Enjoy the view from the top of Galdhøpiggen, Norway's highest mountain, or walk along the narrow, but popular, Besseggen ridge.
Hafjell, Norway's third largest ski resort, welcomes you to endless slopes, internationally known parks, and up-to-date ski adventures for all ages. In summer, Hafjell turns into a natural playground for both mountain and downhill biking.
Lofoten is known for excellent fishing and nature attractions, and small villages off the beaten track. Kayak between the islands, go fishing for the catch of your life, or look for sea eagles soaring in the sky.
It’s wild, it’s dramatic – and it’s most certainly unique. If you are searching for genuine nature experiences or an active holiday, Narvik is definitely waiting for you.
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Up, down, all around. During winter, you will find groomed trails for cross-country skiing crisscrossing the entire country.
Stunning leaps leading to deserted expanses of powder snow, or large ski resorts with all modern conveniences. Either way, it all goes downhill from here.
Stay safe by following these simple rules of thumb:
Norwegian philosophy is very much that conservation is everyone's responsibility. Enjoying nature and the outdoors is considered a national pastime, and this is reflected in our attitude towards the preservation and use of the wilderness.
Whether it's hiking in the mountains or biking an idyllic forest road, Norwegians try to leave as small a footprint as possible. Leave it as you would like to find it is the mantra, regardless of whether you are a guest in the landscape or a small fishing village.
Quality of life is what it is all about, not only now, but for the time to come as well. It's about recognizing that everybody else are just as important as ourselves, and taking steps to implement that thought in all aspects of life. It's not easy, nor is it quickly done. But it is definitely worth it.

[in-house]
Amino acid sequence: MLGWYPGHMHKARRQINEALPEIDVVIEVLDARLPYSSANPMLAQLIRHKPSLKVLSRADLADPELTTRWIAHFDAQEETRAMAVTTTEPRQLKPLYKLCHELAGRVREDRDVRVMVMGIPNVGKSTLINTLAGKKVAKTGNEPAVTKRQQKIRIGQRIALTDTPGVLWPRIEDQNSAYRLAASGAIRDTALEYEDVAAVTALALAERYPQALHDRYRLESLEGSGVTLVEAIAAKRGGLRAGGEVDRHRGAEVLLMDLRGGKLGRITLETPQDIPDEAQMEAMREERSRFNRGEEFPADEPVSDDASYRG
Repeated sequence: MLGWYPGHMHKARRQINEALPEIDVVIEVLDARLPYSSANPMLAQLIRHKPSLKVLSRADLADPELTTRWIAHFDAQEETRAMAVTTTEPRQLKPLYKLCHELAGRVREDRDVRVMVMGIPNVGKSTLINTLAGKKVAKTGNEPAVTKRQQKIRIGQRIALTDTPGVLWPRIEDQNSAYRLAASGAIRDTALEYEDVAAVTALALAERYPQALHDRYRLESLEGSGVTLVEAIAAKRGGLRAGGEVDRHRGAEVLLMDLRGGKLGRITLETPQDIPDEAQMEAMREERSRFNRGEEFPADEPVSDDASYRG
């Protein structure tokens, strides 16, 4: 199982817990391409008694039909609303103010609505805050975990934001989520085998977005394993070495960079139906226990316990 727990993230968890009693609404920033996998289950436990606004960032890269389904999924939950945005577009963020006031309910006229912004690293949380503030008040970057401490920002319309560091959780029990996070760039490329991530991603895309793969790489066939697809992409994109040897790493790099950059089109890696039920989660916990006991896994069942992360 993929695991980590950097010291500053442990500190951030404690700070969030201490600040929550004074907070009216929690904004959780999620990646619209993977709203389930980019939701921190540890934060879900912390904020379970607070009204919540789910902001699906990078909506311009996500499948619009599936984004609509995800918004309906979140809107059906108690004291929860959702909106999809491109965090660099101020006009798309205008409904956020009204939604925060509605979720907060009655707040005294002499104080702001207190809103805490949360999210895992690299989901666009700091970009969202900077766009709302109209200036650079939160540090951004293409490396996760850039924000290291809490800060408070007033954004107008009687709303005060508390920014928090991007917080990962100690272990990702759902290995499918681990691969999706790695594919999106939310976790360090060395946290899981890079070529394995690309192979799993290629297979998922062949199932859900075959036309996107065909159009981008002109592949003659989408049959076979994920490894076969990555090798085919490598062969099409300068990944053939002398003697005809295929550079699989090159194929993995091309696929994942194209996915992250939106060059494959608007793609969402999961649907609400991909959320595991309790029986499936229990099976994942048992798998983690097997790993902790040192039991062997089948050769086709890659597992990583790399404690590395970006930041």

Norway is a country of outstanding natural beauty, with dramatic waterfalls, crystal clear fjords, majestic mountains, and spectacular glaciers. Preserving this landscape, its communities, and their way of life is essential for locals and visitors alike.
Outdoor enthusiast Gabriel Reboul from Aix-en-Provence in the south of France is running a salad bar. Green thinking is one of Norway’s forces, according to this snowboarder who has quickly become a free spirit addict to the relaxed Norwegian way of life.
You are in Norway, therefore no reason to stay indoors. Here are some fun things to do, whether you're visiting the coast, the mountains or somewhere in between.
The soul singer Marvin Gaye sang that there “ain’t no mountain high enough” – but then again he never came to Norway. With almost 300 mountain peaks above 2,000 metres he would probably have found himself a suitable challenge.
The largest skiing destinations in Norway and their resorts.
Norway is an incredible place to explore, with untamed mythical landscapes, mountains, valleys and fjords. Before you enter the outdoors, get familiar with the nine simple rules of the Norwegian mountain code to help you stay safe.